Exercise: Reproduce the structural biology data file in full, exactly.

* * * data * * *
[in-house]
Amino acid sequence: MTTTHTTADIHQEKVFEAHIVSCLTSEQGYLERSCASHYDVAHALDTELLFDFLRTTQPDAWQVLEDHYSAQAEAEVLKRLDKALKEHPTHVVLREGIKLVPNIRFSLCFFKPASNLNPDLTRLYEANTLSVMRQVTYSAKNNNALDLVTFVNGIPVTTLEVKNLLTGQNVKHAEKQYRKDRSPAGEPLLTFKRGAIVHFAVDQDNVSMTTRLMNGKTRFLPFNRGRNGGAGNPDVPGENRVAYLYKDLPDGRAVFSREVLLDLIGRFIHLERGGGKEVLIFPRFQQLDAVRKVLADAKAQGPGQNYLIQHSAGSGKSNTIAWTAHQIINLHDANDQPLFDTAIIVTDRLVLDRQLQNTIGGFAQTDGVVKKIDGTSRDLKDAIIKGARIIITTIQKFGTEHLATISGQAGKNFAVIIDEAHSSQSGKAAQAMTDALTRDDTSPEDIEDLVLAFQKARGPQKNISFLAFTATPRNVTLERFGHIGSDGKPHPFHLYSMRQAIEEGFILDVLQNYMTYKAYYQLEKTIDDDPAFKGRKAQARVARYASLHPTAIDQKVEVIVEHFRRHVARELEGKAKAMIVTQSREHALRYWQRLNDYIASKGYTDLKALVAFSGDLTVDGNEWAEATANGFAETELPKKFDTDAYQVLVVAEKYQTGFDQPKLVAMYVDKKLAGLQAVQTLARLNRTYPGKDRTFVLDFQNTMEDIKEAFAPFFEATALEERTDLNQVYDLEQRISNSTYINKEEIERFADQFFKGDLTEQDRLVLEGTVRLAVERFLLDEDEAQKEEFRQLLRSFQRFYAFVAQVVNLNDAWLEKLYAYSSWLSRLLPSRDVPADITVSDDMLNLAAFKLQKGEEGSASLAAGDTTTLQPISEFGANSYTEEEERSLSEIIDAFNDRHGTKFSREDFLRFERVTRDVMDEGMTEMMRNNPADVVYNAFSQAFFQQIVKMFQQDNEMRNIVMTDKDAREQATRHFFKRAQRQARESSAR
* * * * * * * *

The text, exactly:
[in-house]
Amino acid sequence: MTTTHTTADIHQEKVFEAHIVSCLTSEQGYLERSCASHYDVAHALDTELLFDFLRTTQPDAWQVLEDHYSAQAEAEVLKRLDKALKEHPTHVVLREGIKLVPNIRFSLCFFKPASNLNPDLTRLYEANTLSVMRQVTYSAKNNNALDLVTFVNGIPVTTLEVKNLLTGQNVKHAEKQYRKDRSPAGEPLLTFKRGAIVHFAVDQDNVSMTTRLMNGKTRFLPFNRGRNGGAGNPDVPGENRVAYLYKDLPDGRAVFSREVLLDLIGRFIHLERGGGKEVLIFPRFQQLDAVRKVLADAKAQGPGQNYLIQHSAGSGKSNTIAWTAHQIINLHDANDQPLFDTAIIVTDRLVLDRQLQNTIGGFAQTDGVVKKIDGTSRDLKDAIIKGARIIITTIQKFGTEHLATISGQAGKNFAVIIDEAHSSQSGKAAQAMTDALTRDDTSPEDIEDLVLAFQKARGPQKNISFLAFTATPRNVTLERFGHIGSDGKPHPFHLYSMRQAIEEGFILDVLQNYMTYKAYYQLEKTIDDDPAFKGRKAQARVARYASLHPTAIDQKVEVIVEHFRRHVARELEGKAKAMIVTQSREHALRYWQRLNDYIASKGYTDLKALVAFSGDLTVDGNEWAEATANGFAETELPKKFDTDAYQVLVVAEKYQTGFDQPKLVAMYVDKKLAGLQAVQTLARLNRTYPGKDRTFVLDFQNTMEDIKEAFAPFFEATALEERTDLNQVYDLEQRISNSTYINKEEIERFADQFFKGDLTEQDRLVLEGTVRLAVERFLLDEDEAQKEEFRQLLRSFQRFYAFVAQVVNLNDAWLEKLYAYSSWLSRLLPSRDVPADITVSDDMLNLAAFKLQKGEEGSASLAAGDTTTLQPISEFGANSYTEEEERSLSEIIDAFNDRHGTKFSREDFLRFERVTRDVMDEGMTEMMRNNPADVVYNAFSQAFFQQIVKMFQQDNEMRNIVMTDKDAREQATRHFFKRAQRQARESSAR